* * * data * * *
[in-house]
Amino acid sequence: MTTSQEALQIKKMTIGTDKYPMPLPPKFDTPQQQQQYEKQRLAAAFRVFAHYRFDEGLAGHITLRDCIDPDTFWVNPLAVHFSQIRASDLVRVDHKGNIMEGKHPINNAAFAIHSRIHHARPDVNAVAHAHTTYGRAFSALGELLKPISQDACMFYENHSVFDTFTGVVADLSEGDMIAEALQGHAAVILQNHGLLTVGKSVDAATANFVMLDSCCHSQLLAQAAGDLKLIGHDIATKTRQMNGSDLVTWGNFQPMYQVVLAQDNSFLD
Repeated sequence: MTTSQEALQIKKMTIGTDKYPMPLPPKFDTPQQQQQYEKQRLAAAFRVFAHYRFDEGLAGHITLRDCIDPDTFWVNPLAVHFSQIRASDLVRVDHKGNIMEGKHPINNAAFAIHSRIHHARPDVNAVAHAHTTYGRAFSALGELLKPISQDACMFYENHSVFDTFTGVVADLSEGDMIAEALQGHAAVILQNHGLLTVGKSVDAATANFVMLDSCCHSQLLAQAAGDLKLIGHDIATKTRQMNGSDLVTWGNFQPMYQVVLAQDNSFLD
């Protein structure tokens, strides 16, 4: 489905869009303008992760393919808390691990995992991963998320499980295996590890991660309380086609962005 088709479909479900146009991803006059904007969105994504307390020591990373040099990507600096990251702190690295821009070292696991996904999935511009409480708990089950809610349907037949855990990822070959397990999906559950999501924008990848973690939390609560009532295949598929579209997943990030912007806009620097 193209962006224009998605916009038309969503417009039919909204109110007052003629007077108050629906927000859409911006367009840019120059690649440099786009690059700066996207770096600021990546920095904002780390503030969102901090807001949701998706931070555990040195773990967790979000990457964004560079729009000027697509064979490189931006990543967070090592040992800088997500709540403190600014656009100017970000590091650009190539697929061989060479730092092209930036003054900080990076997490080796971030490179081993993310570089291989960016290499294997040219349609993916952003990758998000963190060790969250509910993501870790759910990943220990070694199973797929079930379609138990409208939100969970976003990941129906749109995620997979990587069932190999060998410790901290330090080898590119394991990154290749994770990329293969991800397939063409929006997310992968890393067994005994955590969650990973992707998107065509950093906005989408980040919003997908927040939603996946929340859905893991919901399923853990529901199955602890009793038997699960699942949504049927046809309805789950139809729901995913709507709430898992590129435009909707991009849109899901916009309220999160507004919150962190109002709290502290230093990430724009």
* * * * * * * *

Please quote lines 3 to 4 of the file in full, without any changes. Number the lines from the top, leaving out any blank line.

Repeated sequence: MTTSQEALQIKKMTIGTDKYPMPLPPKFDTPQQQQQYEKQRLAAAFRVFAHYRFDEGLAGHITLRDCIDPDTFWVNPLAVHFSQIRASDLVRVDHKGNIMEGKHPINNAAFAIHSRIHHARPDVNAVAHAHTTYGRAFSALGELLKPISQDACMFYENHSVFDTFTGVVADLSEGDMIAEALQGHAAVILQNHGLLTVGKSVDAATANFVMLDSCCHSQLLAQAAGDLKLIGHDIATKTRQMNGSDLVTWGNFQPMYQVVLAQDNSFLD
């Protein structure tokens, strides 16, 4: 489905869009303008992760393919808390691990995992991963998320499980295996590890991660309380086609962005 088709479909479900146009991803006059904007969105994504307390020591990373040099990507600096990251702190690295821009070292696991996904999935511009409480708990089950809610349907037949855990990822070959397990999906559950999501924008990848973690939390609560009532295949598929579209997943990030912007806009620097 193209962006224009998605916009038309969503417009039919909204109110007052003629007077108050629906927000859409911006367009840019120059690649440099786009690059700066996207770096600021990546920095904002780390503030969102901090807001949701998706931070555990040195773990967790979000990457964004560079729009000027697509064979490189931006990543967070090592040992800088997500709540403190600014656009100017970000590091650009190539697929061989060479730092092209930036003054900080990076997490080796971030490179081993993310570089291989960016290499294997040219349609993916952003990758998000963190060790969250509910993501870790759910990943220990070694199973797929079930379609138990409208939100969970976003990941129906749109995620997979990587069932190999060998410790901290330090080898590119394991990154290749994770990329293969991800397939063409929006997310992968890393067994005994955590969650990973992707998107065509950093906005989408980040919003997908927040939603996946929340859905893991919901399923853990529901199955602890009793038997699960699942949504049927046809309805789950139809729901995913709507709430898992590129435009909707991009849109899901916009309220999160507004919150962190109002709290502290230093990430724009």